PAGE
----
Sysdig is an open source Linux system troubleshooting tool which allows you to capture system state and activity from a running Linux instance, then save, filter and analyze it. It includes strace, tcpdump, lsof and a number of other utilities all compiled into one Swiss-army style tool.
Sysdig is designed to simplify system level troubleshooting, in-particular distributed, virtualized and cloud-based environments. Sysdig captures system calls and other system level events using a linux kernel facility called tracepoints, which means much less overhead than strace. It then “packetizes” this information, so that you can save it into trace files and filter it, a bit like you would do with tcpdump. This makes it very flexible to explore what processes are doing.
Dell OpenManage Server Administrator or OMSA allows you to see detailed information regarding your Dell hardware. It also allows you to perform operations such as specifying hot spares, configure RAID arrays and setup hardware monitoring and alerts.
Download the OMSA Offline Bundle from the Dell Website
Visit http://support.dell.com, enter your servers ‘service tag’ then browse to ‘Drivers and Downloads’. Under ‘Operating System’ select the version of VMware ESXi you are using, e.g. VMware ESXi 5.5 then under the “Systems Management” download the “Dell OpenManageServer Administrator vSphere Installation Bundle (VIB) for ESXi X.X.X” where X.X.X is your version.
Enable SSH on your VMware Server
In order to upload the OMSA Offline Bundle and install it you will need to enable SSH access to your VMware server as follows:
Use the vSphere Client to enable local and remote access to the ESXi Shell:
Log into a vCenter Server system using the vSphere Client.
Select the host in the inventory panel.
Click the Configuration tab and click Security Profile.
In the Services section, click Properties.
Select ESXi Shell from this list: ESXi Shell
Direct Console UI
I recently purchased a few Google Chromecast’s to use for “wireless HDMI” within our business. The Chromecast allows for full screen browser streaming and for $35.00 USD on Amazon ($30.00 at Staples!) it is a great way to share notes during a meeting, project information and multimedia.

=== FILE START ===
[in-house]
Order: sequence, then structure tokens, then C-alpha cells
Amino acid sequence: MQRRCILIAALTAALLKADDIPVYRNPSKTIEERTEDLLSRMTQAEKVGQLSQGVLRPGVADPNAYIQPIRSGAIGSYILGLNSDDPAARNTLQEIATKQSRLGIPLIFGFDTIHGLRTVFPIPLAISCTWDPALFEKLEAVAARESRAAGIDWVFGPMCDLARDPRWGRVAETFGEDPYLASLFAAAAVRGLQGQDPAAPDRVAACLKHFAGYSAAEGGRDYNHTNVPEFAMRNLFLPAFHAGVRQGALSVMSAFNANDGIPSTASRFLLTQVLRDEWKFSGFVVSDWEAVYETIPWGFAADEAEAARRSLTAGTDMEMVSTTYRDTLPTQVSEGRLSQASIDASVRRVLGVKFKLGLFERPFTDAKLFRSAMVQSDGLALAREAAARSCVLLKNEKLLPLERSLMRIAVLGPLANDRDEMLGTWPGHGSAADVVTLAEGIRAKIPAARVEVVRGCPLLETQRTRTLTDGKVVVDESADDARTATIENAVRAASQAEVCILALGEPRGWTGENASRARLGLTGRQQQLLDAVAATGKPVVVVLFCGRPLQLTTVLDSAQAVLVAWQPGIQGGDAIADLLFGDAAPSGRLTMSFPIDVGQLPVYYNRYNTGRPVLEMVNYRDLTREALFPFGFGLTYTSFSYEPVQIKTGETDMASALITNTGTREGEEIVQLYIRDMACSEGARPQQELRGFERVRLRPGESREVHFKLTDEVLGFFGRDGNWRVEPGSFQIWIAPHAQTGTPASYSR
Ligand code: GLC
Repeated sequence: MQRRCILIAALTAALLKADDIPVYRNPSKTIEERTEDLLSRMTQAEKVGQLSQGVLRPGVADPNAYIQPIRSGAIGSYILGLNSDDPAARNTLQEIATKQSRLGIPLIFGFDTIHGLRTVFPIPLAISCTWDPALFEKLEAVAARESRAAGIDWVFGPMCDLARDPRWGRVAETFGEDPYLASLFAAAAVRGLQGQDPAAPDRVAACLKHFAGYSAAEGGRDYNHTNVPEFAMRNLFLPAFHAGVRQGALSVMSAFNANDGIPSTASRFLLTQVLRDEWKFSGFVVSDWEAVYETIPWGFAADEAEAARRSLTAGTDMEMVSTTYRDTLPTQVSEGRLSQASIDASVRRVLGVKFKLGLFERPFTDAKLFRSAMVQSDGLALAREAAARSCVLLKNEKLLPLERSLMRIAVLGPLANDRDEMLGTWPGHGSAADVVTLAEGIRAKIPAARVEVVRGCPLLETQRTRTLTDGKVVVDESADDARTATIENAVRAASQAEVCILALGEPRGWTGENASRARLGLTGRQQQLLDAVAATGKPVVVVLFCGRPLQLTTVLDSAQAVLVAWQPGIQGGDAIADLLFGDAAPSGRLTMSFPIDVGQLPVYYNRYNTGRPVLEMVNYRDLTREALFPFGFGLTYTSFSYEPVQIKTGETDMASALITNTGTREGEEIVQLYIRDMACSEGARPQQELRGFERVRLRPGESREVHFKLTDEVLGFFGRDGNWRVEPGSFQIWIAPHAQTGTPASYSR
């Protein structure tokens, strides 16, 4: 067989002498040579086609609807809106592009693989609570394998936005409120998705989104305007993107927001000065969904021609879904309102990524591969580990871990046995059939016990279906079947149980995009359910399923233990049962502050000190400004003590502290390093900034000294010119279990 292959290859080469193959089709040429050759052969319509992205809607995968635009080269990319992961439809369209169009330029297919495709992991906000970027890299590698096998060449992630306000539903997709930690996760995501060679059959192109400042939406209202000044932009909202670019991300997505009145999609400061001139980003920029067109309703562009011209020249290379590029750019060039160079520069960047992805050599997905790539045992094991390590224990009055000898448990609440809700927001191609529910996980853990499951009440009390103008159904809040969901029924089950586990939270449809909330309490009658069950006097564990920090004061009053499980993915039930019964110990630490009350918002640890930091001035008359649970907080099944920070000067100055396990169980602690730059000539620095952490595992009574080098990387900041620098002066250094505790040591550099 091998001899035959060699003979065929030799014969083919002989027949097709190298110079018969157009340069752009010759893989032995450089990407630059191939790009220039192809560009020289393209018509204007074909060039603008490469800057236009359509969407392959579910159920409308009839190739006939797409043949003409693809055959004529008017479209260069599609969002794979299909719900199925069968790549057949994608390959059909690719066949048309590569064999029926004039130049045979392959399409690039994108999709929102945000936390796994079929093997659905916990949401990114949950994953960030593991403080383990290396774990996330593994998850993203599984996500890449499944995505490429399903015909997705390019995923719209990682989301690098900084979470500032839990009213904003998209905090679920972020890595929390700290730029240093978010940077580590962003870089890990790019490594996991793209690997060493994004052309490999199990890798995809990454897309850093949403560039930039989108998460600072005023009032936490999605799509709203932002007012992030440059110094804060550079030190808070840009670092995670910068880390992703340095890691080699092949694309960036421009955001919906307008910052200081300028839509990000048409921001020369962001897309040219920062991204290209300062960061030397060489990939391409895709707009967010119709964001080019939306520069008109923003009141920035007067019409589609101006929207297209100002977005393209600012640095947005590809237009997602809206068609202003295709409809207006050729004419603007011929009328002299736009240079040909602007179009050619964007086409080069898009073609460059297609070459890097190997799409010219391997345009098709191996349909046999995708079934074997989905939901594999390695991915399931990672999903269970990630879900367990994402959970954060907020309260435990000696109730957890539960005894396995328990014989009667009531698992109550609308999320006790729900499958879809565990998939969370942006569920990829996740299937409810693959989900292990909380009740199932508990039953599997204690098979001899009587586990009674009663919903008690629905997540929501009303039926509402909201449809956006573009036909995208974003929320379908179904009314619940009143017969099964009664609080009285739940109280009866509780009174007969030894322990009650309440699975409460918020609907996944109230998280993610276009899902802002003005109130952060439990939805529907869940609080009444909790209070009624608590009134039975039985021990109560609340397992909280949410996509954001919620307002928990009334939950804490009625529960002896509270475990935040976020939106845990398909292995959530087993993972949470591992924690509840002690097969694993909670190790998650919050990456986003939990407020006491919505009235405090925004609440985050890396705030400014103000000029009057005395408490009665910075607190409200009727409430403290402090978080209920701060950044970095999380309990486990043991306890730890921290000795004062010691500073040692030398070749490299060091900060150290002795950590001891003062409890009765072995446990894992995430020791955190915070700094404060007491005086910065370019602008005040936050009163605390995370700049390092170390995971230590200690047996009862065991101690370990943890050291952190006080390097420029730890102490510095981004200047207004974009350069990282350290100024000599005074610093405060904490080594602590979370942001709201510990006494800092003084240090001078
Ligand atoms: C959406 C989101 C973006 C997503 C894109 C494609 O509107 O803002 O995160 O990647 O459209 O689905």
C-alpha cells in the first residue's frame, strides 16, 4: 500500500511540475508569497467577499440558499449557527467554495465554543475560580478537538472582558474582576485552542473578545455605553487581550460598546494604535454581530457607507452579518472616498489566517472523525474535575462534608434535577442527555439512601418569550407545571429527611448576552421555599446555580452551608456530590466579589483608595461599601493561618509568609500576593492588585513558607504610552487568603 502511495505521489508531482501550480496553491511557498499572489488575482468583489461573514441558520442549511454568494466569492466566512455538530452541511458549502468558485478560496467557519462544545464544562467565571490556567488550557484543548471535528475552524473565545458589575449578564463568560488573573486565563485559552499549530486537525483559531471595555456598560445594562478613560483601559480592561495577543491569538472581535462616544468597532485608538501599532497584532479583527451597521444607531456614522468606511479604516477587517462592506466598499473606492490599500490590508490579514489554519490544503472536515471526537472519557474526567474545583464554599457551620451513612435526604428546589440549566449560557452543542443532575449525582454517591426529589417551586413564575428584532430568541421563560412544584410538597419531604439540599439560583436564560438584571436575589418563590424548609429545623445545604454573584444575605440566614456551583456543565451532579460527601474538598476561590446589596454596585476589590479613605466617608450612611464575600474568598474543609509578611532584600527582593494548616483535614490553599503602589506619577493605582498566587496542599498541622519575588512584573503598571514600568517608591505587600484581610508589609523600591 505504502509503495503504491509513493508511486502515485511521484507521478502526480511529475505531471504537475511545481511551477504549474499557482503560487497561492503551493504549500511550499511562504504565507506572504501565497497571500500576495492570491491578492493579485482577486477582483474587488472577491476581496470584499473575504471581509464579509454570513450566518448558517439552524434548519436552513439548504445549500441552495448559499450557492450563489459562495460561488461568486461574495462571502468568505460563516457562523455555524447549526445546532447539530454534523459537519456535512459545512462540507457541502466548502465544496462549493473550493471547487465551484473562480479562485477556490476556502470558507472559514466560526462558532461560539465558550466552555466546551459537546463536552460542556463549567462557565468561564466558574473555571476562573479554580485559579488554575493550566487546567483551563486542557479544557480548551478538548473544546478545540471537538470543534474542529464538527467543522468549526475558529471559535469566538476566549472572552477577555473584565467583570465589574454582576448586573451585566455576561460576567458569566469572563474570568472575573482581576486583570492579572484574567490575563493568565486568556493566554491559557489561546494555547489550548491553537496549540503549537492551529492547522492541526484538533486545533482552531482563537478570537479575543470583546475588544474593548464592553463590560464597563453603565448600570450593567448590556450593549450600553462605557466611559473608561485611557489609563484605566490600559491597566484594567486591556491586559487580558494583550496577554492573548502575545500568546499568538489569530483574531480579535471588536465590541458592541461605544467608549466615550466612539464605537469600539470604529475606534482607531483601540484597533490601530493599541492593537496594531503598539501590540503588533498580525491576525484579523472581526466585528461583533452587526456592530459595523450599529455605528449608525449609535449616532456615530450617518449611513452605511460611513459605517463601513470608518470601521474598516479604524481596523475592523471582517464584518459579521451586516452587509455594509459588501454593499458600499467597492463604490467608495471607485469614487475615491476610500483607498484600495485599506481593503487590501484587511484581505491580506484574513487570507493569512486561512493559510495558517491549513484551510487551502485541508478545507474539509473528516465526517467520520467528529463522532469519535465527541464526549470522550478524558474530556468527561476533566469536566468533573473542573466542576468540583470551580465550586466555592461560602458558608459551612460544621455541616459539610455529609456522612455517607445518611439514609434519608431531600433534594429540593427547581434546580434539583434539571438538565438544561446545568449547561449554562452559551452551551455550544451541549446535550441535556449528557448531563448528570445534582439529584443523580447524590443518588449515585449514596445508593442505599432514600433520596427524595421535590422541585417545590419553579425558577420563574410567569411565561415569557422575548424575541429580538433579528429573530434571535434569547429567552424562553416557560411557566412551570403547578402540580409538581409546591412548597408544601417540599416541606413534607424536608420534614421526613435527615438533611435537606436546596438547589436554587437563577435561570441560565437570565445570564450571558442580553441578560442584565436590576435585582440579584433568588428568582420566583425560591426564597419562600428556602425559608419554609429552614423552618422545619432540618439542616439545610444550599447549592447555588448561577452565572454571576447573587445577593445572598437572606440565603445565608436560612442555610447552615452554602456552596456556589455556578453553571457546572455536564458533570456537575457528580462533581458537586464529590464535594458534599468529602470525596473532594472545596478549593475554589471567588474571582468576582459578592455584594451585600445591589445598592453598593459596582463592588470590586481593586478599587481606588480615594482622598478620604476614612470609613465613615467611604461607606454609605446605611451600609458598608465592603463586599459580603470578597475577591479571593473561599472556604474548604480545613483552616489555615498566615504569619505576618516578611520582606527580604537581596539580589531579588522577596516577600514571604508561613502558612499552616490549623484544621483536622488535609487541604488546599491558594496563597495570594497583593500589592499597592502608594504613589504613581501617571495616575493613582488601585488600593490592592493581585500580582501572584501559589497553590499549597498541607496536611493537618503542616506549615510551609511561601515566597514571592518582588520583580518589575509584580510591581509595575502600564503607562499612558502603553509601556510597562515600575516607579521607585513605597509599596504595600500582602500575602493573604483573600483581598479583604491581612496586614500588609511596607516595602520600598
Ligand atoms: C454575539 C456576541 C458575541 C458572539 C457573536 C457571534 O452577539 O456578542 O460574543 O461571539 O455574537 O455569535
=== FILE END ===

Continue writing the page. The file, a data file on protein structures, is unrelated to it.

Our company leverages Cisco based Access Points for our 802.11n/ac wireless access. Out of the box, I found that Chromecast’s were able to connect but Chrome was unable to “cast” to the devices. Several articles here and here pointed to UPnP (IGMP) as being the issue.
Disabling IP IGMP snooping and the snooping helper within the access points resolved the issue:
no ip igmp snooping
no dot11 igmp snooping-helper
No restart of the Access Point or Chrome device is required after making this change.
Not a lot of time to post at the moment due to a busy work schedule and several life changes.
I do want to take a quick moment and give a shout-out to Jason Hughes (aka wizkid057) over at Eligius. Eligius, maintained by wizkid057, is a 0% fee Bitcoin mining pool which is completely anonymous and provides solid, reliable infrastructure to support the pool user base. Wizkid057 is quick to support pool users via the BitcoinTalk forums.
If you are looking for a primary pool or a secondary pool for your mining rig/s, check out Eligius!
The solution is to modify the registry to disable the Loopback check as per Microsoft knowledge base article KB896861.
The loopback check security feature is designed to help prevent reflection attacks on a computer. Therefore, authentication fails if the FQDN or the custom host header that you use does not match the local computer name. Basically this is by design and you will need apply this “fix” if you want to access SharePoint from the server.
The knowledge base article has two methods in it to address the issue, I personally use Method 2 when related to SharePoint:
Click Start, click Run, type regedit, and then click OK.
In Registry Editor, locate and then click the following registry key: HKEY_LOCAL_MACHINE\SYSTEM\CurrentControlSet\Control\Lsa
Right-click Lsa, point to New, and then click DWORD Value.
Type DisableLoopbackCheck, and then press ENTER.
Right-click DisableLoopbackCheck, and then click Modify.
In the Value data box, type 1, and then click OK.
Quit Registry Editor, and then restart your computer.
Warning: Please be careful when editing the registry.